Camino Inglés (The English Way)
From Ferrol to Santiago de Compostela. 5 sections. 122 kilometres.
From A Coruña to Santiago de Compostela. 3 stages. 72 kilometers.
The English Way, also called the Irish Way, is the first historical maritime itinerary to Santiago de Compostela.
The ports of Ferrol and A Coruña, current starting points of the English Way, received from the 12th to the early 15th century a growing number of European pilgrims, mostly British, Scottish and Irish. They embarked on merchant ships to the lands of the Apostle Santiago and, once in Galicia, began the pilgrimage by land.
Two starting points: Ferrol and A Coruña
Ferrol and A Coruña are the two most popular starting points on the Camino Inglés. It is a short itinerary, which can be covered from 5 to 3 days. Its level of difficulty is intermediate and its service network is acceptable.
The English Way from Ferrol to Santiago stretches for 122km that are divided into 5 stages. The other option is to start the English Way in A Coruña, a 72 kilometers route that is usually covered in 3 stages. From the Herculean city, the pilgrim can recall from the Tower of Hercules the arrivals of the first boats with pilgrims from all over Europe.
The itinerary from Ferrol goes through Narón, Neda, Pontedeume and Abegondo, to Mesía. In the town of Hospital de Bruma the pilgrims who come from A Coruña come together, a shorter itinerary, to continue together through Ordes, Mesón do Vento and Oroso to Santiago de Compostela.
Although the English Way from A Coruña does not meet the requirement of traveling the last 100 kilometers to Santiago, the Compostela is achieved. To do this, the pilgrim must complete the 100 kilometers, making the difference in their region of origin.
As for the inhabitants of A Coruña, they can also get hold of Compostela by visiting the Jacobean spaces of the city. In case these conditions are not met, the pilgrim will receive a document certifying his pilgrimage and his visit to the tomb of the Apostle in the Cathedral of Santiago.
Good signage and network of hostels
The English Way has undergone a major revitalization in recent years. Among the main reasons, its indisputable beauty, good connections with its starting points (both by plane and by train or bus) and an improvement in the provision of services.
It is a journey that combines the sea and the Galician mountains and passes through such beautiful towns as Pontedeume or Betanzos. In addition to enjoying the cultural and artistic heritage, the pilgrim who chooses the English Way can visit places of extraordinary natural value such as the Fragas do Eume or savor some of the most traditional dishes of the area such as the Betanzos omelette.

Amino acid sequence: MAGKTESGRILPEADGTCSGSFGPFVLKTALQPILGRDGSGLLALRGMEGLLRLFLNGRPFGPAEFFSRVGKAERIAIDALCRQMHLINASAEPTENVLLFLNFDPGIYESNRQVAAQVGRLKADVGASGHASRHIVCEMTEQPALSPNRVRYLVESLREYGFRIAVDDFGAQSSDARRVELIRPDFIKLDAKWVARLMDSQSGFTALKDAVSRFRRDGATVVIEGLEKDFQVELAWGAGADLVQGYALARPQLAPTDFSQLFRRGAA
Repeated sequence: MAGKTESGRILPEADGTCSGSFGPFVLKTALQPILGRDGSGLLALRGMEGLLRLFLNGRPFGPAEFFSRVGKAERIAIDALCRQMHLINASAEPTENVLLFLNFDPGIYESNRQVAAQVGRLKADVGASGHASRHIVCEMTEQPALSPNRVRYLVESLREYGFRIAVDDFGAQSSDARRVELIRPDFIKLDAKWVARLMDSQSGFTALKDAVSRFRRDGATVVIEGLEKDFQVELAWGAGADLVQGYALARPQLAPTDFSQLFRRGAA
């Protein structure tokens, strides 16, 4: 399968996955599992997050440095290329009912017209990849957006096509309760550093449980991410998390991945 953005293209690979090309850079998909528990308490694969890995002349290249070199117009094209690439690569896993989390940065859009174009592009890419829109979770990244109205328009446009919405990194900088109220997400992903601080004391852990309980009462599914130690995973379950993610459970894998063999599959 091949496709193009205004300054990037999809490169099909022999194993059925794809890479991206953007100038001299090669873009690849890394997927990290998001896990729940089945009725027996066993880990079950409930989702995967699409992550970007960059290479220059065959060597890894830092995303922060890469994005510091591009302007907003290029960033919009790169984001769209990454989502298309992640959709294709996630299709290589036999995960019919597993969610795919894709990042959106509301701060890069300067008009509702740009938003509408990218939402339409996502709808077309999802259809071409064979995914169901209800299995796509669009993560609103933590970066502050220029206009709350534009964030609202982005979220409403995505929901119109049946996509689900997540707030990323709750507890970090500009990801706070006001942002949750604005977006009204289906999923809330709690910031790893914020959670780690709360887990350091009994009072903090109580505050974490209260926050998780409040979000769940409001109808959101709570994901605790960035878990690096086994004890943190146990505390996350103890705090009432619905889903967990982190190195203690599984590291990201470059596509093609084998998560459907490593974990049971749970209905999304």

The signs are correct, with the yellow arrows and the classic landmarks that can be seen in much of the Camino de Santiago.
A few years ago, the network of accommodation along the English Way was somewhat scarce. The public shelters were the only ones that existed on the Route (three) and in the winter months it was somewhat more difficult to find accommodation. Today it is not the French Way but the English Way has become a well-equipped itinerary. A score of hostels, between public and private, dot the Route. It also has an abundant number of hotels, hostels, pensions and rural houses. In addition, the Correos backpack transport service is available on the Camino Inglés, from Ferrol to Santiago de Compostela.
Regarding the level of difficulty, we can place the English Way in an intermediate position. It is not as hard as the Pimitive Way or as simple as the Portuguese Way. Perhaps the most difficult parts of the Camino are found at the exit from Pontedeume and on the stage that separates Betanzos from Hospital de Bruma.
Pilgrimages since the 12th century
The history of pilgrimages on the English Way dates back to the 12th century. A crusader squad made up of English, Flemish and German visited the tomb of the Apostle Santiago in 1147. Their final destination was the Holy Land but, after helping in the conquest of Lisbon, the Knights Templar for Santiago to pray to the Apostle.
The break of the British monarch Henry VII with the Catholic Church in the 16th century began the decline of this Route, which today is experiencing an authentic revitalization. And the fact is that there are numerous scenic, historical and artistic attractions that the English Way offers to those who venture through it.
Other smaller ports were the destination of these maritime pilgrimages such as Ribadeo or Muros and Noia, which for a few years have been promoting their land route under the name of 'Portus Apostoli'. In addition to the pilgrims from the British Isles, Scandinavians, Flemings, Baltics and the French from the north also made this Way, in sea crossings loaded with inclement weather.
The English Way under sail
The English Way is also the continuation of the Sailing Way. Those pilgrims who come on pilgrimage by sea have their destination in A Coruña, in the port of A Coruña. From there they will continue on foot to Santiago.
This pilgrim's route by sea known as “Navigate the Way” establishes a requirement to carry out one hundred miles of sailing and travel the last stretch on foot, from Monte do Gozo to Obradoiro, to receive the Compostela. Those pilgrims who have decided to do the Camino in a boat will be able to collect the credential in 17 ports distributed along the coast of the Northern Way and the Galician coast.
Camino de Santiago associations
Asociación Cultural Grupo de Guías Sant-Yago
Rua Costa Rica, 2 - Soto D A Coruña, 15004